Peter Simpson recalls how a Rover P4 project ended in an unexpectedly good way 20 years ago…

Over the past month or so I’ve recalled a couple of past projects which – for one reason or another – have been memorable. My third – and probably for a while final – project car recollection is one dating back almost exactly 20 years.

Though I left the staff of Practical Classics in 1995, I remained a freelance contributor for several years, and my Rover P4 project is from that period. It came about after an evening meal conversation at the 1997 NEC Classic Car Show. Conservation turned to magazine contents and I suggested to Editor John Pearson that the magazine needed a traditional but affordable ‘wood and leather’ project to balance out a couple of sports cars; “something like a P4 Rover.” Three days after the show, ‘JP’ left a message “go out and find a P4 Peter.”

A wanted ad somewhere – I can’t remember where – produced a number of offers. Most – unsurprisingly – had significant corrosion and required a completely economical amount of work, even with the freelance writing fees factored in. One, though, in North Hertfordshire, was interesting…

The good news was that though it was part-dismantled, a lot of work had been done underneath and the dismembered state meant I could see it had been done well. The car also came with a pair of perfect rust-free front wings. They had been separated from the shell but then, as now, good P4 front wings were very scarce; a massive plus point. Finally, while buying a part-dismantled car always carries a risk of significant parts being missing, this one had at least been taken apart methodically with parts from the same areas all boxed together. There was also a large history file of past MoTs and so on.

Just one problem; it was a Rover 80 – that’s the P4 with the Land-Rover 2286cc four-cylinder overhead valve engine rather than the overhead inlet/side exhaust six found in most other P4s. This makes it less desirable in most people’s eyes. I decided, though, that the car’s condition outweighed this – and as a magazine project the Land-Rover engine might just increase its reader-appeal. So I bought it.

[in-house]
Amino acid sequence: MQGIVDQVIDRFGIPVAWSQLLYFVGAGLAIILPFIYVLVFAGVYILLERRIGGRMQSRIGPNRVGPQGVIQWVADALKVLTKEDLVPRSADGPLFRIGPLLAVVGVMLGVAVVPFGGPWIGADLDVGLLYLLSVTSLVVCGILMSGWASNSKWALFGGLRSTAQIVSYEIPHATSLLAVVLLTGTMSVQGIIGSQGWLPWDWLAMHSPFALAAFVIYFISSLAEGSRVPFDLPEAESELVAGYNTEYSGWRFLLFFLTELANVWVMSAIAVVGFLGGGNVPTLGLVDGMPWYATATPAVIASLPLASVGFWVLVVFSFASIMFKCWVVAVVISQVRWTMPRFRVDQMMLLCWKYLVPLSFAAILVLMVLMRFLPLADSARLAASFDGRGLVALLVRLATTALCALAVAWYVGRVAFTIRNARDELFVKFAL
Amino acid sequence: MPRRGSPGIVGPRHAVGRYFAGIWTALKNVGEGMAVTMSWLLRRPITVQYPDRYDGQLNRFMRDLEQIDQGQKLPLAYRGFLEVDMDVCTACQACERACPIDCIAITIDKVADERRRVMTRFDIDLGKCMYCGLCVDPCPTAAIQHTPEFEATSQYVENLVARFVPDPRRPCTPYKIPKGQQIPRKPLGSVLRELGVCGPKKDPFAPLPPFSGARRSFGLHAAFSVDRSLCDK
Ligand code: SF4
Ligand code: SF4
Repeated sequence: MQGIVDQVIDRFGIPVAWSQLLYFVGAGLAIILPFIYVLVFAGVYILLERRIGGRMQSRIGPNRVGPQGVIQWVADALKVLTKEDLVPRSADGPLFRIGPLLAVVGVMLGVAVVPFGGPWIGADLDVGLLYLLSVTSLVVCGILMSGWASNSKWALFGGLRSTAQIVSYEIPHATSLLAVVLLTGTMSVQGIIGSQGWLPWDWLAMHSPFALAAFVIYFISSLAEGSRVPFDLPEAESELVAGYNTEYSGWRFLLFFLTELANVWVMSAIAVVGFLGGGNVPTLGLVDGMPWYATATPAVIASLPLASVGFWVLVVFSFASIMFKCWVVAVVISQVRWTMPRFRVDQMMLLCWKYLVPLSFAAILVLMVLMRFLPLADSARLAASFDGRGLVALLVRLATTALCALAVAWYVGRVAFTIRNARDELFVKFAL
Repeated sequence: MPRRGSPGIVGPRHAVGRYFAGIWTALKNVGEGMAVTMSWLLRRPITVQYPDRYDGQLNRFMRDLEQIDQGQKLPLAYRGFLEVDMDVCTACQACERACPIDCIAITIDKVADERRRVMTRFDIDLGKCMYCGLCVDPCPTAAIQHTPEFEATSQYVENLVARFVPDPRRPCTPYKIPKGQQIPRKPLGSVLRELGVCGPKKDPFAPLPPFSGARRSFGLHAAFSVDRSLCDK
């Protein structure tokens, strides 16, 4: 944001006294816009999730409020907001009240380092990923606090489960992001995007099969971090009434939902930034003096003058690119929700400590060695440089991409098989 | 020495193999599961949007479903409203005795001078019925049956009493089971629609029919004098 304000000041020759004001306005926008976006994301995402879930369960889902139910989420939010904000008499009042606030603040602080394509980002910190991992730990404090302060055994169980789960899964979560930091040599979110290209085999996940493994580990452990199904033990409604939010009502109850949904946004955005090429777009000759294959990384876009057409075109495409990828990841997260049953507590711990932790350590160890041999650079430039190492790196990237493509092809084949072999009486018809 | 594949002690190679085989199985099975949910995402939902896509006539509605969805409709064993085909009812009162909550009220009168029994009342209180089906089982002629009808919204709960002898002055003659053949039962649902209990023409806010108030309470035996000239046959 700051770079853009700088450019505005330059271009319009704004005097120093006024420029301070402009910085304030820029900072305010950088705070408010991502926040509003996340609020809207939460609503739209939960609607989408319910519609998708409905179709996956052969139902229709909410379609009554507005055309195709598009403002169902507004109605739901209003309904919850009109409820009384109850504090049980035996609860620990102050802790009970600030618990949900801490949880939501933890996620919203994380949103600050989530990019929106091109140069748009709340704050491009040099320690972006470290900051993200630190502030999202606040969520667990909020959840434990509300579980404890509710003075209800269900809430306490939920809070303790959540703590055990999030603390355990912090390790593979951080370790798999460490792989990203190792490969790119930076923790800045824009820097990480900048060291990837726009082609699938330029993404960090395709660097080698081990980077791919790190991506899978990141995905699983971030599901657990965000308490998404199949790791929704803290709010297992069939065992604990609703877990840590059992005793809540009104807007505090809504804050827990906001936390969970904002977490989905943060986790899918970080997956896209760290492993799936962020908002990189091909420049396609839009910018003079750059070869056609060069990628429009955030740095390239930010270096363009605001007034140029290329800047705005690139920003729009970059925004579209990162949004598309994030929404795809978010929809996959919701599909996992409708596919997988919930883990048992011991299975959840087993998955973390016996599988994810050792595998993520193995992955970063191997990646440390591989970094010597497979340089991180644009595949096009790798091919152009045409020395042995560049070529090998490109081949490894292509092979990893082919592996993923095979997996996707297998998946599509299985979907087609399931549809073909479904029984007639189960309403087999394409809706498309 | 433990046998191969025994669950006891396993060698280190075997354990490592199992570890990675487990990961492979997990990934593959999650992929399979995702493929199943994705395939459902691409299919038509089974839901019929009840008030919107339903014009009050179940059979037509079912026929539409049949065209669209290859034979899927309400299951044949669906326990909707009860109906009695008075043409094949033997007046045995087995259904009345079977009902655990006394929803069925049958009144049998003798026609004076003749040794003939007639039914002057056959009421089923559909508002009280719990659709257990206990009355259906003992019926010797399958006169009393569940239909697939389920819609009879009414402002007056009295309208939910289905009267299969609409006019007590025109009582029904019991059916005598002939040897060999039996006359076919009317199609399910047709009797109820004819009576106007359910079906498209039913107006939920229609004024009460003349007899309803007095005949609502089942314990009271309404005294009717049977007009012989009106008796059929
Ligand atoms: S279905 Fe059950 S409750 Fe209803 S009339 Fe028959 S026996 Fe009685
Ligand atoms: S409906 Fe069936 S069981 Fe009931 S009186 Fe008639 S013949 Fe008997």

I also, however, acquired a second P4, a 1963 110 which had been advertised in the P4 Guild magazine. DHX920A had been a nice car and much had been spent on new parts. However, it had also been standing outside for ages, deteriorated badly, and the engine had seized. As a restoration project, it was a non-starter.  It was, though, available in exchange for a £50 donation to charity (20 years ago remember…) and I took it thinking that as well as providing any odd parts that had gone missing, it would be a handy on-site reference to what went where and in what order.  I didn’t need much in the end – though it did come with everything I needed to complete YYR’s toolkit – and selling parts helped defray the cost of the project.

The work was done in four ‘stages’. A local Rover specialist completed the structural work and the more specialist assembly, after which the car came back to me for mechanical recommissioning – basically a case of refitting various engine ancillaries, reassembling the brakes, fitting new tyres and getting the beast running. It then went to a mate called Stuart for painting before coming back to me for completion and MoT prep. Overall, the project went pretty-much as planned.

I kept the finished car for over ten years. Sadly though, I hardly used it after the first year because it was finished at almost exactly the same time as my bus arrived – and that became the preferred new toy. I was also launch Publisher of a new bus preservation magazine, and needed to be seen out and about with it. I finally got round to recommissioning it in 2009, and sold it the following year.

That didn’t, however, go quite according to plan. The buyer drove home to Chester, but then emailed me a couple of days later, listing several seemingly minor faults – things like the headlamp aim being “too high”, something around the front bumper having been assembled incorrectly and I think ‘weak’ windscreen washers for example.  Anyway, he had decided to resell it. Fair enough; his choice, and he didn’t seem to be blaming me too much, but it was a bit disappointing given that I’d owned the car nearly ten years.

However, a couple of days after that, I had another email. This was from a chap in Ely who had seen photos of the car online, recognised it as the one his late grandfather had owned for many years and in which he had enjoyed many trips as a child, and asking if he could see it again. I was able to pass on the good news that the car was probably for sale! I put him in contact with my buyer, a deal was done, and a fortnight after it had been driven to Chester, YYR170 was heading back home.

Now, not only is YYR170 with the grandson of its long-term owner but as Neil now lives in his late grandfather’s house, it is, quite literally, ‘back home’ in every sense. Neil is also now a friend on Facebook, so I even see it on occasions. An absolutely perfect outcome!